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In my previous post I talked about how my social media class will be participating in the Meltwater university program this fall. If you missed that post, check it out. It contains more info about the program and the Meltwater software.
In the below post, I will discuss my current plans to use the Meltwater media intelligence software in a 300-level strategic social media course.
First, some background:
Most of my students have searched social media sites for their own personal uses. But, before taking my class, few have had to put themselves in the seat of an organization that wants to see who is talking about them.
So, to get students thinking about why an organization would want to monitor the conversation about its brand and the sort of things the organization would want to monitor, I start students out with a brief lecture an a simple in-class exercise.
In the past, my social media students have used a slew of free tools to complete some of the early social media listening activities that I like to assign to get students thinking about the value of social listening.
This semester, students will use some of those tools. But, we’ll be adding Meltwater to really round out these activities.
Using free tools is fraught with dangers. The two biggest dangers are 1) the possibility that the free tool will be here today and gone tomorrow (think topsy.com) and 2) that they tend to be limiting. It can also be frustrating when using free tools because each free tool only provides so much.
So the chance to use real, industry software in my class this year for these activities is a huge leap up.
The Set Up
After the awesome training that Carol Ann Vance provided our students last Thursday, my students were given the following homework: Watch the training videos on the Meltwater platform (see image below) and to create a new dashboard for a social media search of interest to them.
Now that the students have played with Meltwater a little, I then provide them with a more structured activity using the software.
After a lecture on the importance of social listening along with some tips, the plan is to get the students using Meltwater for an in-class activity.
The in-class activity asks students to do some basic social listening for a brand. I choose Burt’s Bees because its a brand many students are familiar with that meets a specific niche: environmentally-conscious health and beauty products. Many people love Burt’s Bees, health & beauty blogs and YouTube channels are a big thing and Burt’s Bees is sometimes featured in videos by influencers in this space, and Burt’s Bees makes a variety of products. I also choose Burt’s Bees because some people have complained about allergic reactions to their products and because I know that they have received some backlash when they were bought out by Clorox several years back( the company was seen by some as selling out to their antithesis, a company that creates products using harsher, less environmentally-conscious chemicals). Of course, you could do this exercise with any brand.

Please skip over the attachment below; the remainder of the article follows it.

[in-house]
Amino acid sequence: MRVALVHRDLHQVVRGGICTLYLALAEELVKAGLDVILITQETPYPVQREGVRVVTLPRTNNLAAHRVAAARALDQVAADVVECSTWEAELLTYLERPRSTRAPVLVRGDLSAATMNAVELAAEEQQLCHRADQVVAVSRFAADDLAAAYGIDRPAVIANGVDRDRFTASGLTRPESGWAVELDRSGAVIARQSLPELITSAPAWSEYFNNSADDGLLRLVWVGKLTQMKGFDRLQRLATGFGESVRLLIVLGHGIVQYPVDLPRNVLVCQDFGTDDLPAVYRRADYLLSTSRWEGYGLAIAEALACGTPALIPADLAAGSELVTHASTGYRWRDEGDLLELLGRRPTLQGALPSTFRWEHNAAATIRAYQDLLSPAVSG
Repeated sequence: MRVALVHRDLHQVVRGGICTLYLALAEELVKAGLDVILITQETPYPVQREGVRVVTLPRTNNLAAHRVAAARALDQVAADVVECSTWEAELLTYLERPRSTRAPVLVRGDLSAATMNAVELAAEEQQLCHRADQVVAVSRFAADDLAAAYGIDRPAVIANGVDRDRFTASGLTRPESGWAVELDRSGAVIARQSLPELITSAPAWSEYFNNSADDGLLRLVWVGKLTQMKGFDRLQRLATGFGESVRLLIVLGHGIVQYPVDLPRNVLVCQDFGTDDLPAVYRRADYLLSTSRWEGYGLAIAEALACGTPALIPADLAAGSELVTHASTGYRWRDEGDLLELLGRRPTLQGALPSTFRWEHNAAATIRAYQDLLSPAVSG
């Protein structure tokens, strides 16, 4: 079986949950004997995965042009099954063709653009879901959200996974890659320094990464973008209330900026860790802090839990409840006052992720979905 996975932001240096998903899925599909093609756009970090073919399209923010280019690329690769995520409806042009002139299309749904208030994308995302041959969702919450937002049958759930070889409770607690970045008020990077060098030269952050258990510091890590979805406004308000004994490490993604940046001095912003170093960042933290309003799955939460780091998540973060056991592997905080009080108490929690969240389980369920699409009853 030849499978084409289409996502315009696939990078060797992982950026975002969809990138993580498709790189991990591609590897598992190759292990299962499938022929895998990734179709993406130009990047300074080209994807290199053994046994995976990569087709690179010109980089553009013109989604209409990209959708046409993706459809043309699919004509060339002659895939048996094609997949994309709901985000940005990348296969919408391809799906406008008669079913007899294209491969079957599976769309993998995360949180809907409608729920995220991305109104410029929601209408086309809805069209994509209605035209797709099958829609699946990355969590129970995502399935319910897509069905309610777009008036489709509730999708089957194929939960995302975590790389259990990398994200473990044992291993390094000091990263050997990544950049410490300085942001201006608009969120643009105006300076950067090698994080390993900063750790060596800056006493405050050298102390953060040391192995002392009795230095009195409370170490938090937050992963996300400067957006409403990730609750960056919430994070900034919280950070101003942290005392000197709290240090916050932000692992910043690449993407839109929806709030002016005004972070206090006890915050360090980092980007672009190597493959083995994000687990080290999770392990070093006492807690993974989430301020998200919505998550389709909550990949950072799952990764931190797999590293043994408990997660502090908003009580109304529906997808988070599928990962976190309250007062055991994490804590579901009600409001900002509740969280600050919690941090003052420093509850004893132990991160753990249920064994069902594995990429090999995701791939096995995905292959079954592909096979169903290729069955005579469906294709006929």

I’m hoping that the students will uncover a diversity of sentiments about the company by doing this activity. And often times, the students aren’t aware of the negative feelings people have towards the company until they do this exercise. So it’s eye opening for the students to see how much they can learn with some basic social listening.
The activity takes about 15-20 minutes to complete. During the activity, I go around the room and help students use the software and make sure everyone has a grip on it. Afterwards, we discuss what the students found and look for themes.
You can access the activity through the following Google Doc. Feel free to make a copy and save it to your own Google Drive account.
What comes next? Social Media Audit & Meltwater
The activity is not too complicated and fairly easy for the students to pick up. But it is a great way of getting students’ feet wet. Using analytics software can feel intimidating at first. So this is a nice, comfortable experience for the students.
The students are now prepared for the social media audit assignment. In that assignment, the students use Meltwater and free tools to conduct a social media audit of their client as well as 2 of their client’s competitors. Dr. Gallicano has some great examples of social media audits completed by students on her blog here. You can see a few of them cited in my social media audit assignment below. The students compare and contrast the client to the competitors and look for recommendations to the client on how they can improve their social media. The client in my social media class is our department’s social media, but you could apply this to any industry. (Read more about how I set up our department’s social media as the class client). The assignment is a group assignment with some time given to students work in class.
The assignment is the first major assignment students do in my class and is the foundation for creating the strategic briefs the students create after that.
You can see a copy of the social media audit assignment below or on my SlideShare.net account. Specifically, you can download the social media audit assignment here. In the next post, I will discuss using Meltwater to do social listening about a class client over the course of many weeks during the semester.
Social media audits and social media listening are discussed in chapters 4 and 7 of my book, Teach Social Media: A Plan for Creating a Course Your Students Will Love.